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DEC requests: report sick or dead deer


September 18, 2013

NEW YORK STATE — The New York State Department of Environmental Conservation (DEC) is seeking the public’s help to report cases of Epizootic Hemorrhagic Disease (EHD) cases in white tailed deer. This viral disease is most common in the late summer and early fall when the midges that transmits EHD are abundant.

Symptoms of EHD include fever, small hemorrhages or bruises in the mouth and nose of the deer, and swelling of the head, neck, tongue and lips. An infected deer may appear lame or dehydrated. Frequently, infected deer will seek out water sources and many succumb near a water source. An infected deer may die within one to three days after being bitten by the midge, or the disease may progress more slowly over weeks or months. Often a large number of dead or sick deer are found in a limited area.

There is no treatment and no means of prevention for EHD. The dead deer do not serve as a source of infection for other animals because the virus is not long lived in dead animals. EHD does not infect humans, and EHD rarely causes illness in domestic animals, such as cattle, sheep, goats, horses, dogs and cats.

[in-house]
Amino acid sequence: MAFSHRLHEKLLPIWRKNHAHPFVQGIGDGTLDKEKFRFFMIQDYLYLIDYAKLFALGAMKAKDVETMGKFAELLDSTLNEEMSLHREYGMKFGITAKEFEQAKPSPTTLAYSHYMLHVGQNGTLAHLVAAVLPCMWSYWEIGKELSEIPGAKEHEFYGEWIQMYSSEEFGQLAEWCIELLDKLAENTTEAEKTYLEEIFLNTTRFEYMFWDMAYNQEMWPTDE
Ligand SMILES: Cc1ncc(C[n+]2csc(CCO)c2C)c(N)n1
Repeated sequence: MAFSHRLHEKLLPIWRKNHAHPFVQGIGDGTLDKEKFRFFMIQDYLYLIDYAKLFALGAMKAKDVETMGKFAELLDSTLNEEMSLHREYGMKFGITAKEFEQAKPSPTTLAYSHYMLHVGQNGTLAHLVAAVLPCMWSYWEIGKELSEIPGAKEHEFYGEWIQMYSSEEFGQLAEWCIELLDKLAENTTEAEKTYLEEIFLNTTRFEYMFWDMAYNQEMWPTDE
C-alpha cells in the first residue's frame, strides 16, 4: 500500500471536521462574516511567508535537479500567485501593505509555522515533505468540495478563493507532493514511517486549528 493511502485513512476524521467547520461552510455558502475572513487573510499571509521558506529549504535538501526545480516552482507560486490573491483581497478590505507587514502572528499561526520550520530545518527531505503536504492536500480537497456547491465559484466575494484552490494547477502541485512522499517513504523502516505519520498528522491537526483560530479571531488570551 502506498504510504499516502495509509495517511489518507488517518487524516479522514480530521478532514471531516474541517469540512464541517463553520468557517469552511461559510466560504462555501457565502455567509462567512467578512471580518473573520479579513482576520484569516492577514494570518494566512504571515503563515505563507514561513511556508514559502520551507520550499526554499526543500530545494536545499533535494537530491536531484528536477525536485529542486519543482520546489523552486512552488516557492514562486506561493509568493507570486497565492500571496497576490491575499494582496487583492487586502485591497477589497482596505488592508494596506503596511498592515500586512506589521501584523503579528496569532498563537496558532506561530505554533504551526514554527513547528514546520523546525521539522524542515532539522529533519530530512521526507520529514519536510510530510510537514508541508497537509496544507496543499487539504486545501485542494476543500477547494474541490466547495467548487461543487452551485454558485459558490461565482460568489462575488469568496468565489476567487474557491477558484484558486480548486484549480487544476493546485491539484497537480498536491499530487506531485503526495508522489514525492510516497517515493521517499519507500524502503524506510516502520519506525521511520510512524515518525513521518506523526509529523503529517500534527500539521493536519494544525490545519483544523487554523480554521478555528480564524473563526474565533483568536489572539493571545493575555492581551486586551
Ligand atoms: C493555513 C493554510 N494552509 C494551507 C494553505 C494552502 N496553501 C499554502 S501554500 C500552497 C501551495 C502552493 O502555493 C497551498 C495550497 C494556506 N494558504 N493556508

In recent years, EHD, which was historically common in the southeastern U.S., has been increasingly identified northern states. While southern deer appear to have some immunity to EHD, in the North large die-off’s have been reported. New Jersey and Pennsylvania have each had recurring outbreaks, most recently in 2012.

In New York, the first cases of EHD were confirmed in 2007 in Albany, Rensselaer and Niagara counties, affecting several dozen deer. A larger outbreak occurred in Rockland County in 2011 and may have killed about 100 deer. No cases of EHD were found in New York in 2012 and no cases have yet been reported in 2013.

Please promptly report any observations of sick deer or groups of dead deer to the nearest DEC regional wildlife office (www.dec.ny.gov/about/259.html) or the DEC Wildlife Health Unit (www.dec.ny.gov/animals/6957.html).

For more information about EHD in NY, see www.dec.ny.gov/animals/39767.html.